Becoming Water WaryShawn Slevin
By Michael Griffin
Water is vital for our sustenance. We cannot go more than a few days without drinking it, and we depend on it to wash ourselves and our clothes. Being near it revitalizes our spirits and makes us feel refreshed. We can’t imagine water not being a part of our lives.
Yet water can pose a danger. It’s capable of ending lives in a couple of minutes in a myriad of different circumstances such as flooding and drowning — if we are not prepared. That’s why Shawn Slevin, founder of the Swim Strong Foundation, works to prepare people to survive any imaginable scenario in every water-based setting.
Based in New York, where water levels are rising — as they are in many other parts of the country and the world — Slevin is promoting Swim Strong’s “Know Before You Go” program to educate about the dangers water poses within and outside our homes.
According to SeaLevelRise.org, the waters around New York City are rising approximately one inch every seven to eight years. Such a mounting issue means looking at the prime element of water as a threat, not a once-off as experienced during Superstorm Sandy.
“Our waterfronts are being developed as never before in our lifetimes,” Slevin notes. “That’s wonderful for the person who understands that open water environment and has the skills to navigate it successfully. But for every one of those people, there are thousands more who do not have that knowledge or skill and so the results will be to see our drowning and water-based accident rates skyrocket.”
While it’s not feasible to teach everyone in a metropolitan area to swim (think too many people, too few pools), educating the public about how to conduct themselves safely around water is do-able. So is informing them about situations where they may encounter water where it wasn’t present before.
“Knowledge of water safety should be as ingrained into us in the same way as we know that when we get into an automobile, we put on our seat belts,” Slevin says. “Everyone can learn about the dangers that water represents from inside of our homes to everywhere we meet it out of doors,”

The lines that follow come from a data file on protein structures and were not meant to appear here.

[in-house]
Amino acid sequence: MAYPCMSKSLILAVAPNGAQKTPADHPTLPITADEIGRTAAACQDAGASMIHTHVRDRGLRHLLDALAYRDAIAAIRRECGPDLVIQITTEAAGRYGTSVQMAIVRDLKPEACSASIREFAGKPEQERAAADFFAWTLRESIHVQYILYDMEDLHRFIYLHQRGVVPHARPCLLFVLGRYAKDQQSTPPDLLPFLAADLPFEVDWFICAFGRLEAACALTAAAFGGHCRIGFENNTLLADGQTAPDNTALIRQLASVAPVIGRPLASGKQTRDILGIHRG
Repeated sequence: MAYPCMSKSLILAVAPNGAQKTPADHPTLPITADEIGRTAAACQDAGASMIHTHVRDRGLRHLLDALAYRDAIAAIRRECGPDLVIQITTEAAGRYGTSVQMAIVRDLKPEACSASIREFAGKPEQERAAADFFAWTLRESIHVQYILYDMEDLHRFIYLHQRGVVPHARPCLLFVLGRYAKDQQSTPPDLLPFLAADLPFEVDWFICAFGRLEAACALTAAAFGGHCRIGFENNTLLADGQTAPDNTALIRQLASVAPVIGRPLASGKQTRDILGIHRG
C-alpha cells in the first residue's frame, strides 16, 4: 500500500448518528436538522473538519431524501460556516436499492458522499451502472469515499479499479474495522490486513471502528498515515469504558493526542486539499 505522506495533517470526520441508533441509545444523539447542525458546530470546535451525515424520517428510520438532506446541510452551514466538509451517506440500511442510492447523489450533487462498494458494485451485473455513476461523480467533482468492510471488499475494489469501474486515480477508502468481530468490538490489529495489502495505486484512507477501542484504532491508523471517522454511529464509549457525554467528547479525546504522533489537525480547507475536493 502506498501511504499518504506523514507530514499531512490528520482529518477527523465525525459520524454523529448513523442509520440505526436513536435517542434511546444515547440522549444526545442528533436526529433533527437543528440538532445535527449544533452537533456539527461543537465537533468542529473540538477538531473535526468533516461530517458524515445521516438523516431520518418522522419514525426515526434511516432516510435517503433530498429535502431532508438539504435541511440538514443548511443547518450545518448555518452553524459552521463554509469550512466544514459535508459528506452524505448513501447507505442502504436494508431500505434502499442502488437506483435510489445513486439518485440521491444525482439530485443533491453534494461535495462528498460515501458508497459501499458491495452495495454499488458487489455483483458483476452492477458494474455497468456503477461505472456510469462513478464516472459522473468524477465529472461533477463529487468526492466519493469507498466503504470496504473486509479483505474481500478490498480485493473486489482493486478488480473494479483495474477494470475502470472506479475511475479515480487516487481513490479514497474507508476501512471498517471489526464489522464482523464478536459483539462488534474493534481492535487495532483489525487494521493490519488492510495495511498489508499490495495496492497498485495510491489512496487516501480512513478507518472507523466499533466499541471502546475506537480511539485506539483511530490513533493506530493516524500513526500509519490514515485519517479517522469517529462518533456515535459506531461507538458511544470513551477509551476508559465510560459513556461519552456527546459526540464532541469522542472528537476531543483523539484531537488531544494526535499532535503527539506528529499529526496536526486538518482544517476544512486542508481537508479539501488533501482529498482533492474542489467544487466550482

The “Know Before You Go” program, stressing the importance of knowing what to do (and what not to do) by the water, is taught in schools and for civic associations. Over 3,500 people have taken part, from kindergarteners through adults, and from Staten Island to Nairobi.
“Drowning is a leading cause of death of children under the age of five, with most drowning in their very own homes,” per Slevin, who adds that as many as 95 percent of drownings are preventable.
Slevin wants parents to know that the children who are at the highest risk are ages 14 and younger and those on the autistic spectrum. Swim Strong also emphasizes introducing water safety into homes for people of color where no prior weight has been given to the issue.
Informing children about water’s special effects makes them think about it in a different light. Slevin explains, “No one goes to the water and expects a bad outcome. Understanding the nature of water in the different ways we meet it on a daily basis helps us make decisions that keep us safe in and around it.”
“Know Before You Go” deals with varied water situations, including not swimming at pools or beaches without lifeguard, not walking on a frozen river or lake, and assessing the flood risk to an area once the snow melts.
Student feedback is tremendous. Slevin hears how her program helps people make much better decisions around water. The need for dramatic life-saving measures is reduced when people prevent themselves from getting into potential drowning situations.
For more information about “Know Before You Go” and Swim Strong:
For more information about rising sea levels